The obligatory fireworks post

It's the Fourth of July again, which means that greens across the nation will have the opportunity to look like unpatriotic ninnies by pointing out that fireworks are bad for the environment.

By , Blogger for The Christian Science Monitor

It's the Fourth of July again, which means that greens across the nation will have the opportunity to look like unpatriotic ninnies by pointing out that fireworks are bad for the environment.

They're right, of course. As Salon's resident eco-expert Pablo Päster points out, all the fireworks purchased in the United States in 2006, would, if detonated, emit 60,340 tons of C02, the equivalent of what is produced by 12,000 cars running for a year. He also notes that the compounds used to create fireworks' bright colors contain heavy metals that contaminate soil and water.

What's more, most fireworks contain potassium perchlorate, a chemical thought to pose health risks to humans and wildlife. Last year the Environmental Protection Agency discovered a definitive link between fireworks and surface water perchlorate contamination. But perchlorate levels returned to normal after a month or two.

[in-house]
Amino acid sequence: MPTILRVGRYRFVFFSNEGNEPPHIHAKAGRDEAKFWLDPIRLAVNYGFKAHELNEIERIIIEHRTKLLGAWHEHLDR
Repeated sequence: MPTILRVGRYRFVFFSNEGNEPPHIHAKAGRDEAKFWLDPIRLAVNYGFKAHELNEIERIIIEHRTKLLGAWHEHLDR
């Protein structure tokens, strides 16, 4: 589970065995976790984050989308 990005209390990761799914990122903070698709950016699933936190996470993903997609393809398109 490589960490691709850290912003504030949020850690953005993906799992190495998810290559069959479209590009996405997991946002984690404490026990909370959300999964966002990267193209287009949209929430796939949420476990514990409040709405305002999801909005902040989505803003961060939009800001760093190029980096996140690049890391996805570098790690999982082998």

Recommended: Could you pass a US citizenship test?

Given these hazards, Mr. Päster actually recommends that you skip the fireworks and attend a Pink Floyd laser show instead, advice that I'm sure will dispel any notion that environmentalists are a bunch of America-hating hippies.

Grist's eco-advice columnist, Umbra Fisk, is a more temperate in her response. Recycling a column from July 2007 (which is what I plan to do with this post in July 2009), Fisk responds to someone asking if she should challenge her family's annual backyard fireworks display. Fisk writes that she is ambivalent, given that it happens only once a year.

My own take is that enviros shouldn't raise a stink about it. While sixty thousand tons of C02 sounds like a lot, it's tiny compared to the 7 billion tons that the United States emits annually. And while perchlorate and heavy metals are no joke, eliminating bottle rockets won't make that much of a difference.

And harping on about such an ingrained American tradition is likely to make people tune out green messages altogether, which would lead to far more C02 emissions and pollutants than fireworks could ever hope to produce.

The best thing to do would be to invent a greener pyrotechnic. That's what the Walt Disney Company did in 2004, replacing black powder with compressed air.

Fireworks do pose one significant environmental hazard: wildfires. As MSNBC reports, a number of cities and towns in California and other states have banned fireworks displays out of fear that they may spark brush fires. Polluting the environment is one thing, burning it to the ground is another matter altogether.

But as long as you're not in dry conditions, and it's not illegal, you should enjoy the pyrotechnics without any guilt, and save the laser show for another time, you crazy diamond.

Share this story:

We want to hear, did we miss an angle we should have covered? Should we come back to this topic? Or just give us a rating for this story. We want to hear from you.

Loading...

Loading...

Loading...